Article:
How to tackle the Social Security funding gap is the subject of renewed attention now that the GOP has made an official proposal. According to a bill recently introduced by House Ways and Means Social Security Subcommittee Chairman Sam Johnson, R-Texas, the retirement benefits program’s yawning deficit would be eliminated by large benefit reductions accompanied by tax cuts on affluent retirees, but with no rise in revenue to the system through tax increases.
The most significant benefit reductions include restructuring the formula that calculates the monthly benefit, increasing the retirement age and reining in cost-of-living adjustments (COLAs) for current retirees. The proposed benefit reductions would be phased in gradually, hitting the youngest workers the hardest compared to older workers who are approaching their retirement date.
And that raises a key question for those younger workers, in particular millennials: How much could they lose under this GOP proposal?
As a group, they could see an estimated 25 percent benefit reduction, compared to an estimated 21 percent across-the-board cut in 2034 if the system isn’t reformed by then. That means millennials could be worse off under the GOP proposal compared to if the Social Security trust fund were simply allowed to be exhausted and benefits were reduced across-the-board.
Keep in mind that the estimated 25 percent benefit cut is a rough average, and the reduction for some millennials could be larger than 25 percent, while it could be less for others.
The graph below illustrates these results by projecting benefits paid by Social Security and revenue paid into the system from taxes and other sources. Social Security’s Office of the Actuary prepared this graph as part of its analysis of the GOP proposals. When looking at this graph, keep in mind that the vertical axis -- benefits paid and revenue as a percent of payroll -- does not start at zero. As a result, the visual distance between the various lines and the horizontal axis is not to scale.
Here’s an explanation of the lines in this graph:
- The top dotted line projects benefits paid from Social Security if no changes are made to the system and if benefits aren’t reduced in 2034 when the Social Security trust fund is projected to be exhausted.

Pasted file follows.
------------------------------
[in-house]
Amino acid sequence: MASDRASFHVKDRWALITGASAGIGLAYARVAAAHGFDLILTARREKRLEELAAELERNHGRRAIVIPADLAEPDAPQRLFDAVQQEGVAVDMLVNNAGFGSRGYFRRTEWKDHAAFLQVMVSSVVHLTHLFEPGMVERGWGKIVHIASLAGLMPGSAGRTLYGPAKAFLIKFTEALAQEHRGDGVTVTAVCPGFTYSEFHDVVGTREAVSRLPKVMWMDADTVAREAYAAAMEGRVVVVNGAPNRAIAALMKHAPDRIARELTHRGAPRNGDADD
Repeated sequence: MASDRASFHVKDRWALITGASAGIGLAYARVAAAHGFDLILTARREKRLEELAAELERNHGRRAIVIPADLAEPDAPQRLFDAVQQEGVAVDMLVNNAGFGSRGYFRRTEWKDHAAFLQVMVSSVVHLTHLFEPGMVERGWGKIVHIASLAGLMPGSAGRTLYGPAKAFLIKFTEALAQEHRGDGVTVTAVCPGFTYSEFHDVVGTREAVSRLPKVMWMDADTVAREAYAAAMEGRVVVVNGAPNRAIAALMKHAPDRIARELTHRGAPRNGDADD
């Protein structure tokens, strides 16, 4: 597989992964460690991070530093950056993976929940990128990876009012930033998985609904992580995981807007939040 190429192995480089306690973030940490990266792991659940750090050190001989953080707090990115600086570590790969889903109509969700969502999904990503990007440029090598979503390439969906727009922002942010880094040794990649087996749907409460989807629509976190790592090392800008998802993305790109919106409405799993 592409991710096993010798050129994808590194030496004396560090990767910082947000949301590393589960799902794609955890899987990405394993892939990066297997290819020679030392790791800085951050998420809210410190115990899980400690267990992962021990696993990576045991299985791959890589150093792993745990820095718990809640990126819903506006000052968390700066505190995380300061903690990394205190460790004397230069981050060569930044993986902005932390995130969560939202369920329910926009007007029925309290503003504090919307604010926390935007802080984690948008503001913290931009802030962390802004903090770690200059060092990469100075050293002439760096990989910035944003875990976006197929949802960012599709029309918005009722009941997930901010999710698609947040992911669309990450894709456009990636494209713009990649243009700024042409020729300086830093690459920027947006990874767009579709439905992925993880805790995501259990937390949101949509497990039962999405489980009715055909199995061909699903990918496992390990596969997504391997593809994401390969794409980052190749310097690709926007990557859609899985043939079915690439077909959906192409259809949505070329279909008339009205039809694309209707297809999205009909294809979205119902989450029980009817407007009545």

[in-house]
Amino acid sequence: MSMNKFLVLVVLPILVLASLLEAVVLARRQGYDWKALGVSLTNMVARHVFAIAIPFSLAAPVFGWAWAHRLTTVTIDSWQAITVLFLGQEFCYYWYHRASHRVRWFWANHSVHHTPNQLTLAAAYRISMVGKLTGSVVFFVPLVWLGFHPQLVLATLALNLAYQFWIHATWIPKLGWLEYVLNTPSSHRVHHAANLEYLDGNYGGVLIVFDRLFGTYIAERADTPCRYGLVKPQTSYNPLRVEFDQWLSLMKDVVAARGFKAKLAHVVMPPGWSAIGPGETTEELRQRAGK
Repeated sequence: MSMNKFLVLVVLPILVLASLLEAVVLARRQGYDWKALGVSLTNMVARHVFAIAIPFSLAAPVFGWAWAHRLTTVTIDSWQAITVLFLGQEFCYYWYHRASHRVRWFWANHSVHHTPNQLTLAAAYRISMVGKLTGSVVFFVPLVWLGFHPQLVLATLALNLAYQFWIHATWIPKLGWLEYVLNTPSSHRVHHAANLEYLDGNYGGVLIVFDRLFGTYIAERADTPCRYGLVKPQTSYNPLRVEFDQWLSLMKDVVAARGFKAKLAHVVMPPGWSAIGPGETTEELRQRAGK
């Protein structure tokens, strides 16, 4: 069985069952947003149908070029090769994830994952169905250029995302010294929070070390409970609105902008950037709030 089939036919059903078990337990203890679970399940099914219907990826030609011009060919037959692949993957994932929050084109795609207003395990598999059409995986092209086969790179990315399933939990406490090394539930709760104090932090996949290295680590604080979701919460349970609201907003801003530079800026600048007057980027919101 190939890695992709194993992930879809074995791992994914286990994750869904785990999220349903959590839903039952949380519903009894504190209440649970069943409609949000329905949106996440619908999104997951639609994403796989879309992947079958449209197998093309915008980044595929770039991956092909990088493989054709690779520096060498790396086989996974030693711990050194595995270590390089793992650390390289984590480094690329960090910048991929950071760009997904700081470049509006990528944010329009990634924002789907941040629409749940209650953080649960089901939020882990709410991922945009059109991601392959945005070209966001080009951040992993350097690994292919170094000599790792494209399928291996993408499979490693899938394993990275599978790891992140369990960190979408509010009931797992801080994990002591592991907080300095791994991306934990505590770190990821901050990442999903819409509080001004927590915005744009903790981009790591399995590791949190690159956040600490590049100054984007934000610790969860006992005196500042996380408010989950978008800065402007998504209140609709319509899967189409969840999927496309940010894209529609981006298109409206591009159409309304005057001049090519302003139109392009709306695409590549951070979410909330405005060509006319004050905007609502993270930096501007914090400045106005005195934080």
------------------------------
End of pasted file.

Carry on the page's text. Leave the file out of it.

- The solid black line projects benefits paid if the across-the-board reductions take place in 2034. Note that after 2034, this solid black line also represents revenues paid into the system under the current law.
- The dotted dark blue line (second from the bottom after 2050) represents revenue into the system under the GOP proposals. This line shows that projected revenue under the GOP proposals is lower than the projected revenue under current law, because the GOP proposal includes income tax reductions on affluent retirees.
- The red and light blue dotted line (bottom line after 2050) projects benefits paid under the GOP proposals. This line illustrates that estimated benefits after roughly 2045 are lower under the GOP proposal compared to projected benefits under current law after the projected across-the-board reduction (shown by the solid black line).
Why are millennials’ projected benefits under the GOP proposal lower than projected benefits after an across-the-board reduction under the current law? To keep the system solvent, the GOP’s benefit cut for millennials helps pay for the income tax reduction for affluent retirees and helps pay for phasing in benefit reductions for older workers instead of abruptly decreasing their benefits.
Of course, the GOP’s proposals may not be enacted or could be significantly altered. And Congress could enact other methods of eliminating Social Security’s funding gap, the most notable of which increases Social Security taxes by raising the wage base.
If the current Republican plan were to become law, how much would millennials need to save to make up for their slashed benefits?
Retired actuary Ken Steiner recently prepared one example for a 30-year-old unmarried woman, who currently plans to retire at age 69 and is targeting a retirement income equal to 75 percent of her preretirement salary.
Steiner estimated she could reach her goal if she saves 8 percent of her pay, assuming that she receives Social Security benefits under the current law and that she realizes all the assumptions made for her calculations. But to make up for the benefit reductions under the GOP proposal, Steiner figured she would need to increase her savings by 50 percent, raising her set aside from 8 percent of her pay to 12 percent.
The increases in needed savings would be much higher if she needs to retire before age 69, either due to a layoff or reduction in hours.
Clearly, Americans of all ages will want to carefully follow the debate on methods to address Social Security’s funding challenges.